Number: Singular and Plural

The majority of all nouns are count nouns.  This means that the entity that the noun represents can be counted, and that we can refer to just one of that entity, or to two of them, or three, or eighty-seven, etc.  In most if not all languages, there is also a small class of nouns which cannot be counted.  These are generally referred to as non-count or mass nouns.  Such nouns will typically only occur in the singular without plural forms.  For instance, in English, words like sand and furniture act as non-count nouns.  We do not normally talk about sands (although we can in the specialized sense of different varieties of sand), nor can we pluralize furniture as *furnitures (and please note that the use of an asterisk * marks an unacceptable or “ungrammatical” word, phrase or sentence in a particular language).  Similarly in Cree, nouns like yēkaw “sand” and kōna “snow” are mass nouns which cannot be marked as plural.

When a noun is a count noun, we can specify the number of the entity, but most languages also mark the inflectional category of Number by having distinct forms for singular and plural.  Singular forms are used when there is only one of the noun, while plural forms are used to indicate that there are more than one.  Both English and Cree mark the category of number, and specifically the plural.  In English, the most common plural marker is the suffix –s. However, other, more irregular patterns, such as vowel-changes, also occur in English:

(2) Regular English Plurals (–s) Irregular English Plurals
fox          → foxes ox           → oxen (–en)
cat          → cats child       → children (–ren)
horse      → horses deer       → deer (no change)
can         → cans man        → men (vowel change: a > e)
house     → houses mouse    → mice (vowel change: ou > i)
noose     → nooses goose     → geese (vowel change: oo > ee)


In Cree, the marking of number is integrally linked with the gender distinction, such that the plural marker differs whether the noun being marked is animate or inanimate.  As will be described in the appropriate sections below, there are some variations in the exact form of the plurals suffixes, but the regular form of the animate plural is –ak, and the regular form of the inanimate plural is –a.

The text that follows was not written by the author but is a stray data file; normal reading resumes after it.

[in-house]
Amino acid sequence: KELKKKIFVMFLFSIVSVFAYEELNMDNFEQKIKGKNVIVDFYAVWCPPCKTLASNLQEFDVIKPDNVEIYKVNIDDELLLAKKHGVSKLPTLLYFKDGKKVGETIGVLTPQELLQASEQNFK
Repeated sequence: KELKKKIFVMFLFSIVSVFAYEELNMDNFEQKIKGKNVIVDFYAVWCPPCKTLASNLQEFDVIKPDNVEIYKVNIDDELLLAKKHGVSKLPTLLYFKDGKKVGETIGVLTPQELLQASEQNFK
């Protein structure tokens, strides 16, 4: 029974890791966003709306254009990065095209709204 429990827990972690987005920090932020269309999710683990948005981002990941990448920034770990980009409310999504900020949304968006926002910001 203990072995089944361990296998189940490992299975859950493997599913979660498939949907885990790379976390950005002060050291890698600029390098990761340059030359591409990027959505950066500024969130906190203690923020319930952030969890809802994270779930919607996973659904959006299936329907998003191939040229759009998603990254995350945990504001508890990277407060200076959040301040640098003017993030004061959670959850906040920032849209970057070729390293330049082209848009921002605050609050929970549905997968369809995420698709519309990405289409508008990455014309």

Regular Animate Plurals (–ak)

Regular Inanimate Plurals (–a)

sīsīp     “duck”    

sīsīpak      “ducks”

akohp      “blanket”    →

akohpa       “blankets”

asikan  “sock”    →

asikanak   “socks”

maskisin  “shoe”      →

maskisina   “shoes”


In both English and Cree, plural-marking must be used whenever more than one is being referred to, even if other elements (such as numerals or quantifiers) are also present:


Cree number-marking

English number-marking




    singular, with a numeral:

pēyak sīsīp

one duck




    plural, with a numeral

nīso sīsīpak

two ducks


    (cf. *nīso sīsīp)

    (cf. *two duck)

    plural, with a quantifier

mihcēt sīsīpak

many ducks


    (cf. *mihcēt sīsīp)

    (cf. *many duck)


This may seem natural to speakers of both Cree and English, but some languages only use the plural marker if no other means of indicating number (such as a numeral or quantifer) is used.  But as stated above, there will be some non-count or mass nouns that can never take plural-marking (as the asterisk * again indicates):


Plains Cree mass noun

English mass noun





— (*kōnak)

— (*snows)


One further complication to Cree number marking involves the category known as obviation.  As the obviative in Plains Cree chiefly affects animate noun morphology, detailed discussion of this important category will be left for the appropriate sections under animate nouns.  Nevertheless, it is important to know that the obviative also interacts with the category of person-marking, in that its main purpose is to help distinguish different referents in Cree discourse.  Though this is a very complex matter of Cree syntax far surpassing the purpose of this basic introduction, some reference to obviation will thus be made in the following sections on person-marking.